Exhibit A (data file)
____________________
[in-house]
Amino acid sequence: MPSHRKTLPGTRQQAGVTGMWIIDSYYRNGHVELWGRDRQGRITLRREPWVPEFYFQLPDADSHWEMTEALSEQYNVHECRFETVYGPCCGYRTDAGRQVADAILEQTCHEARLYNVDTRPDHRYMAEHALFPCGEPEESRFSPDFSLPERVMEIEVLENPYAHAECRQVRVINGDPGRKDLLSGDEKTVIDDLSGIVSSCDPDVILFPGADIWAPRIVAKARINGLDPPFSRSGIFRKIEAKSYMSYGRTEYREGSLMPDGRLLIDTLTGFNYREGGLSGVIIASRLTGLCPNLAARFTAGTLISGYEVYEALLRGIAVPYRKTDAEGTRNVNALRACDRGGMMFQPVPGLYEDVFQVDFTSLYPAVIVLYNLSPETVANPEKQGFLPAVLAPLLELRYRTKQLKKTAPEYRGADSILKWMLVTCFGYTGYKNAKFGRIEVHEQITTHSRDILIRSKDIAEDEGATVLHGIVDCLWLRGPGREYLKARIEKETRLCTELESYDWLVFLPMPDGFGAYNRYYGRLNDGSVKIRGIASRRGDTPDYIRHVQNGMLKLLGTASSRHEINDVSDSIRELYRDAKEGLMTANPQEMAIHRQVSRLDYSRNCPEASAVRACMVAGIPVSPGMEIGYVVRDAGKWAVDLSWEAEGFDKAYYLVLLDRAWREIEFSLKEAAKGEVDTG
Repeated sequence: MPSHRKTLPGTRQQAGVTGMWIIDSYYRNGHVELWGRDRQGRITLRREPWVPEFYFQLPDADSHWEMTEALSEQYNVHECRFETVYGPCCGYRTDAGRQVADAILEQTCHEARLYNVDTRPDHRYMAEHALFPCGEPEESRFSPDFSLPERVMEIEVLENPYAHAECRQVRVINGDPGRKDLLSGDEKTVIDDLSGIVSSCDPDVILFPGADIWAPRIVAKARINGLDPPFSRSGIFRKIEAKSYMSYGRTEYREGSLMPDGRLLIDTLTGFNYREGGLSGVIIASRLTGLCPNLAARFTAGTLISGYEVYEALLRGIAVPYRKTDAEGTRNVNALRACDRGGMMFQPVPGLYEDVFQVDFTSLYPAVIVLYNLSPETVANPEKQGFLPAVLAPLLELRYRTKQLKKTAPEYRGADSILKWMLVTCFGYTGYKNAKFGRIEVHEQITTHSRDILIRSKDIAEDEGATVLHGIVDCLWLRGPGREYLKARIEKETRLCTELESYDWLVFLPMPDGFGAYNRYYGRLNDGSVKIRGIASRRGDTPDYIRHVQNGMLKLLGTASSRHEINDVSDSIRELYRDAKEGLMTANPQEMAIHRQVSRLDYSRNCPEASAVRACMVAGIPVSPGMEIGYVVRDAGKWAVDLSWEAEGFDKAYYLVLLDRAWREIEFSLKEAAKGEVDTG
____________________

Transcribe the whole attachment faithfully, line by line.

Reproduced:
[in-house]
Amino acid sequence: MPSHRKTLPGTRQQAGVTGMWIIDSYYRNGHVELWGRDRQGRITLRREPWVPEFYFQLPDADSHWEMTEALSEQYNVHECRFETVYGPCCGYRTDAGRQVADAILEQTCHEARLYNVDTRPDHRYMAEHALFPCGEPEESRFSPDFSLPERVMEIEVLENPYAHAECRQVRVINGDPGRKDLLSGDEKTVIDDLSGIVSSCDPDVILFPGADIWAPRIVAKARINGLDPPFSRSGIFRKIEAKSYMSYGRTEYREGSLMPDGRLLIDTLTGFNYREGGLSGVIIASRLTGLCPNLAARFTAGTLISGYEVYEALLRGIAVPYRKTDAEGTRNVNALRACDRGGMMFQPVPGLYEDVFQVDFTSLYPAVIVLYNLSPETVANPEKQGFLPAVLAPLLELRYRTKQLKKTAPEYRGADSILKWMLVTCFGYTGYKNAKFGRIEVHEQITTHSRDILIRSKDIAEDEGATVLHGIVDCLWLRGPGREYLKARIEKETRLCTELESYDWLVFLPMPDGFGAYNRYYGRLNDGSVKIRGIASRRGDTPDYIRHVQNGMLKLLGTASSRHEINDVSDSIRELYRDAKEGLMTANPQEMAIHRQVSRLDYSRNCPEASAVRACMVAGIPVSPGMEIGYVVRDAGKWAVDLSWEAEGFDKAYYLVLLDRAWREIEFSLKEAAKGEVDTG
Repeated sequence: MPSHRKTLPGTRQQAGVTGMWIIDSYYRNGHVELWGRDRQGRITLRREPWVPEFYFQLPDADSHWEMTEALSEQYNVHECRFETVYGPCCGYRTDAGRQVADAILEQTCHEARLYNVDTRPDHRYMAEHALFPCGEPEESRFSPDFSLPERVMEIEVLENPYAHAECRQVRVINGDPGRKDLLSGDEKTVIDDLSGIVSSCDPDVILFPGADIWAPRIVAKARINGLDPPFSRSGIFRKIEAKSYMSYGRTEYREGSLMPDGRLLIDTLTGFNYREGGLSGVIIASRLTGLCPNLAARFTAGTLISGYEVYEALLRGIAVPYRKTDAEGTRNVNALRACDRGGMMFQPVPGLYEDVFQVDFTSLYPAVIVLYNLSPETVANPEKQGFLPAVLAPLLELRYRTKQLKKTAPEYRGADSILKWMLVTCFGYTGYKNAKFGRIEVHEQITTHSRDILIRSKDIAEDEGATVLHGIVDCLWLRGPGREYLKARIEKETRLCTELESYDWLVFLPMPDGFGAYNRYYGRLNDGSVKIRGIASRRGDTPDYIRHVQNGMLKLLGTASSRHEINDVSDSIRELYRDAKEGLMTANPQEMAIHRQVSRLDYSRNCPEASAVRACMVAGIPVSPGMEIGYVVRDAGKWAVDLSWEAEGFDKAYYLVLLDRAWREIEFSLKEAAKGEVDTG